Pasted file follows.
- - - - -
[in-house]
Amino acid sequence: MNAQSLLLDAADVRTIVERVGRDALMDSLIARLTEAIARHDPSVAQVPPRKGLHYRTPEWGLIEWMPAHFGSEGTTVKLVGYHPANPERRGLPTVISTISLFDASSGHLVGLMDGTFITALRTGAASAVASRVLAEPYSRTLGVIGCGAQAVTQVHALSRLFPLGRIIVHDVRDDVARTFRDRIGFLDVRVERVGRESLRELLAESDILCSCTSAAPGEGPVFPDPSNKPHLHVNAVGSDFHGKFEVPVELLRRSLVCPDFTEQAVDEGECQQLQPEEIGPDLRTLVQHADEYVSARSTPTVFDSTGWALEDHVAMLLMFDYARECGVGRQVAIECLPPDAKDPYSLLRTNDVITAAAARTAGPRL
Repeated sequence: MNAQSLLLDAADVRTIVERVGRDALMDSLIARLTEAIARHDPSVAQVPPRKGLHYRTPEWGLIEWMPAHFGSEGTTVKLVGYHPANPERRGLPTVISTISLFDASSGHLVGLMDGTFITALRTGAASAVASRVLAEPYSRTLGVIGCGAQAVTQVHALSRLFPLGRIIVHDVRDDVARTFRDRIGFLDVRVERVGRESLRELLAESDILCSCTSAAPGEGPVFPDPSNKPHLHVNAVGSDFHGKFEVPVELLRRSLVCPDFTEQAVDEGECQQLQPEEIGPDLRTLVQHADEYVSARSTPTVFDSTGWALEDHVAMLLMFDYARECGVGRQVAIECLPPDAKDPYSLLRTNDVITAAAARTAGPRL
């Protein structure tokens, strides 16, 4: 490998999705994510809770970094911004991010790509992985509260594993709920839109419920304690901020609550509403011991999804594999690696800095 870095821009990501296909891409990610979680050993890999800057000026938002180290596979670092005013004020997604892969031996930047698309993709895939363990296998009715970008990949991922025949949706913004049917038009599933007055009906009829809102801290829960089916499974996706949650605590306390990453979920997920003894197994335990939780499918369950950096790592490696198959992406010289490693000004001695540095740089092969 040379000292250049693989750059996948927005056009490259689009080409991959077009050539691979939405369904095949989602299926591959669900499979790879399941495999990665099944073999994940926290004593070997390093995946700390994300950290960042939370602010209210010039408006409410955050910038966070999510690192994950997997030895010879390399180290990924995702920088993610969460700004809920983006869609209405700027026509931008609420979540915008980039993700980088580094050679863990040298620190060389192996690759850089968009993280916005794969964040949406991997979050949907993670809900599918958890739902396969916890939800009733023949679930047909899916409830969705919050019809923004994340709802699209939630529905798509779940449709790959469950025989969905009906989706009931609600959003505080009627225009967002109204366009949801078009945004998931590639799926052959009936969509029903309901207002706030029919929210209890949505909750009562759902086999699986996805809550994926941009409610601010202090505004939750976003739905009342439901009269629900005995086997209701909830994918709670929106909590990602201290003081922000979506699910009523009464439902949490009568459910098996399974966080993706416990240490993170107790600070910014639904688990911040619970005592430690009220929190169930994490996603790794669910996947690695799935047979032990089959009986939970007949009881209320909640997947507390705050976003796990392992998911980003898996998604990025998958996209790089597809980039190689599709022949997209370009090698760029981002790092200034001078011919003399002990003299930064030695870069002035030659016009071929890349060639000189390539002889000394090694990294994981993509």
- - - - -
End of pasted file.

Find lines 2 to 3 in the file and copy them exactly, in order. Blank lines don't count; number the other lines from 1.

Amino acid sequence: MNAQSLLLDAADVRTIVERVGRDALMDSLIARLTEAIARHDPSVAQVPPRKGLHYRTPEWGLIEWMPAHFGSEGTTVKLVGYHPANPERRGLPTVISTISLFDASSGHLVGLMDGTFITALRTGAASAVASRVLAEPYSRTLGVIGCGAQAVTQVHALSRLFPLGRIIVHDVRDDVARTFRDRIGFLDVRVERVGRESLRELLAESDILCSCTSAAPGEGPVFPDPSNKPHLHVNAVGSDFHGKFEVPVELLRRSLVCPDFTEQAVDEGECQQLQPEEIGPDLRTLVQHADEYVSARSTPTVFDSTGWALEDHVAMLLMFDYARECGVGRQVAIECLPPDAKDPYSLLRTNDVITAAAARTAGPRL
Repeated sequence: MNAQSLLLDAADVRTIVERVGRDALMDSLIARLTEAIARHDPSVAQVPPRKGLHYRTPEWGLIEWMPAHFGSEGTTVKLVGYHPANPERRGLPTVISTISLFDASSGHLVGLMDGTFITALRTGAASAVASRVLAEPYSRTLGVIGCGAQAVTQVHALSRLFPLGRIIVHDVRDDVARTFRDRIGFLDVRVERVGRESLRELLAESDILCSCTSAAPGEGPVFPDPSNKPHLHVNAVGSDFHGKFEVPVELLRRSLVCPDFTEQAVDEGECQQLQPEEIGPDLRTLVQHADEYVSARSTPTVFDSTGWALEDHVAMLLMFDYARECGVGRQVAIECLPPDAKDPYSLLRTNDVITAAAARTAGPRL